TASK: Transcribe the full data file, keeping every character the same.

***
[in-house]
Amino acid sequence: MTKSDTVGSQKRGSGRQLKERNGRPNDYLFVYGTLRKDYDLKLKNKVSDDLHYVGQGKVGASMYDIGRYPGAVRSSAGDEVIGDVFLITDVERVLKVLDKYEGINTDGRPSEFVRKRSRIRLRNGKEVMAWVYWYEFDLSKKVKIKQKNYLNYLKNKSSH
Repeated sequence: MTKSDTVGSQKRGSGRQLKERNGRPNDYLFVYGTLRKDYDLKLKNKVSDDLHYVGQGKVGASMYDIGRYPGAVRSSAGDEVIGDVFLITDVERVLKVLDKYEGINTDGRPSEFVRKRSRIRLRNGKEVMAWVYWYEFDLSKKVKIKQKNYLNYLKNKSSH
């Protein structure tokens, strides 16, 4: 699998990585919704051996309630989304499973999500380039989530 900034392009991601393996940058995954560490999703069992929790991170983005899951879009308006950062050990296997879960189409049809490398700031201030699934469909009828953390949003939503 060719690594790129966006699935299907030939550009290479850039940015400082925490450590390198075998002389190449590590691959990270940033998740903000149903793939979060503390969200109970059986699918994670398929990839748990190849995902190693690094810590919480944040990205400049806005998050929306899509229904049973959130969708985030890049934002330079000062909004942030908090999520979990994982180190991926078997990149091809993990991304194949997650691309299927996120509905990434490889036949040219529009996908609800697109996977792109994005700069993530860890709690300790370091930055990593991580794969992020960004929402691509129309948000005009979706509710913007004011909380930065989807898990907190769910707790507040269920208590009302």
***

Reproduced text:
[in-house]
Amino acid sequence: MTKSDTVGSQKRGSGRQLKERNGRPNDYLFVYGTLRKDYDLKLKNKVSDDLHYVGQGKVGASMYDIGRYPGAVRSSAGDEVIGDVFLITDVERVLKVLDKYEGINTDGRPSEFVRKRSRIRLRNGKEVMAWVYWYEFDLSKKVKIKQKNYLNYLKNKSSH
Repeated sequence: MTKSDTVGSQKRGSGRQLKERNGRPNDYLFVYGTLRKDYDLKLKNKVSDDLHYVGQGKVGASMYDIGRYPGAVRSSAGDEVIGDVFLITDVERVLKVLDKYEGINTDGRPSEFVRKRSRIRLRNGKEVMAWVYWYEFDLSKKVKIKQKNYLNYLKNKSSH
């Protein structure tokens, strides 16, 4: 699998990585919704051996309630989304499973999500380039989530 900034392009991601393996940058995954560490999703069992929790991170983005899951879009308006950062050990296997879960189409049809490398700031201030699934469909009828953390949003939503 060719690594790129966006699935299907030939550009290479850039940015400082925490450590390198075998002389190449590590691959990270940033998740903000149903793939979060503390969200109970059986699918994670398929990839748990190849995902190693690094810590919480944040990205400049806005998050929306899509229904049973959130969708985030890049934002330079000062909004942030908090999520979990994982180190991926078997990149091809993990991304194949997650691309299927996120509905990434490889036949040219529009996908609800697109996977792109994005700069993530860890709690300790370091930055990593991580794969992020960004929402691509129309948000005009979706509710913007004011909380930065989807898990907190769910707790507040269920208590009302």